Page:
Yellow Bluestem

Photo of yellow bluestem plant
Scientific Name
Bothriochloa ischaemum
Poaceae (grasses)

Yellow bluestem is a perennial, clump-forming, small, blue-gray graceful grass, with flowering stems up to 4 feet tall. Leaf blades are yellow-green, flat or folded, usually smooth. Leaf sheaths are rounded. The nodes may be smooth or with short hairs. Blooms in Missouri in late June to July, far earlier than our native bluestems. The inflorescence is silvery, reddish purple, and the length of the side branches exceeds the length of the central stem. Blooms late June through July.

Similar species: The similarly invasive Caucasian bluestem (Bothriochloa bladhii) is smaller and has blue-gray leaves; the leaf sheaths are rounded and leaf blades flat or somewhat U-shaped in cross-section; nodes are purple-tinged and may be smooth or with short hairs. Although its inflorescence is similar to yellow bluestem, the side branches are shorter than the central stem (resembling a miniature version of Johnson grass, another invasive grass, which blooms at the same time).


Height: to 4 feet.

Where To Find
image of Yellow Bluestem Distribution Map

Potentially statewide. Documented to be escaping in Howell County and also likely found in other counties.

Old World bluestems (both yellow and Caucasian species) can be found near disturbed roadsides, in pastures, and even in high-quality prairie and glade habitats. They are very difficult to eradicate once established.

Invasive. Yellow bluestem is a warm-season perennial grass native to southern Europe and Asia. It and Caucasian bluestem were brought to the United States in the early 1900s for use as forage grass and to control erosion. Unfortunately, that effort to “improve” rangeland backfired. These grasses are less palatable and less nutritious to cattle than our native warm-season grasses, and once established, the invasive species are almost impossible to eradicate.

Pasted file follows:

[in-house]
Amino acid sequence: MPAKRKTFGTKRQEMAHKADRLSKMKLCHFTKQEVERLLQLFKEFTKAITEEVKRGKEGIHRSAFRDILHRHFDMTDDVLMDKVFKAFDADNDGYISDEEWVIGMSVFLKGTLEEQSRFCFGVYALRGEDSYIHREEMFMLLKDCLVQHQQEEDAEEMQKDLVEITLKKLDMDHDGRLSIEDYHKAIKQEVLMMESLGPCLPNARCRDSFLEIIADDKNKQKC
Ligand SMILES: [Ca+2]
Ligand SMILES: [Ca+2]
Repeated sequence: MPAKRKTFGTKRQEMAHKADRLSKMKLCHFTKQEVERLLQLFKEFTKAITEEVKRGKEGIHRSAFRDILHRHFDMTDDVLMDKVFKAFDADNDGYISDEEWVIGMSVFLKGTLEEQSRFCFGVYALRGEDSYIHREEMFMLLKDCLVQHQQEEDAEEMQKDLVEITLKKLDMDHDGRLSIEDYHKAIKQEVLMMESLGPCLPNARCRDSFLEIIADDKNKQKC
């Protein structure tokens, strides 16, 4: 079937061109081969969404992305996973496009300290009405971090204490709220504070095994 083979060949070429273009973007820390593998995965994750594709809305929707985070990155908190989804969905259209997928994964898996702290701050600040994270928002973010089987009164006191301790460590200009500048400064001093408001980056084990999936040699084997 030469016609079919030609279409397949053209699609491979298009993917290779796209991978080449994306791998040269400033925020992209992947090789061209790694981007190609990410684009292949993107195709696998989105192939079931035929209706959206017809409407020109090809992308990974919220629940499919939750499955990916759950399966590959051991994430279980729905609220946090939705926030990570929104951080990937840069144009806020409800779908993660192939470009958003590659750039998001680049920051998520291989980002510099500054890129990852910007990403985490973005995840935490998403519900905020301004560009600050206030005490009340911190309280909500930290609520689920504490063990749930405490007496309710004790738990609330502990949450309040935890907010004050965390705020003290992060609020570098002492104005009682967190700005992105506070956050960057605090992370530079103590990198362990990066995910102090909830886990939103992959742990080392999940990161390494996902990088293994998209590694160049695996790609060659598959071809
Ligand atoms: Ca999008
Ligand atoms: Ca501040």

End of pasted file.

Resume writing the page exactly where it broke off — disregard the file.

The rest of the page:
Life Cycle

Yellow bluestem spreads by root and seed. Because foragers and grazers prefer native grasses, the invasive Old World bluestems have a competitive advantage. These aggressive weeds can also cause an altered carbon-to-nitrogen ratio in the soil that inhibits the growth of native plants.

Despite its inferiority as fodder, invasive nature, and negative effect on cultivated and natural lands, unprincipled seed-sellers still sometimes recommended yellow bluestem to Missouri cattle ranchers because it can withstand close grazing. Its use for erosion control is highly discouraged.

Both species of Old World bluestems have been shown to alter soil function and biota, thereby suppressing the growth of native grasses. They form much thicker sod than native grasses, making them unsuitable for quail nesting or cover.

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Similar Species
About Wildflowers, Grasses and Other Nonwoody Plants in Missouri
A very simple way of thinking about the green world is to divide the vascular plants into two groups: woody and nonwoody (or herbaceous). But this is an artificial division; many plant families include some species that are woody and some that are not. The diversity of nonwoody vascular plants is staggering! Think of all the ferns, grasses, sedges, lilies, peas, sunflowers, nightshades, milkweeds, mustards, mints, and mallows — weeds and wildflowers — and many more!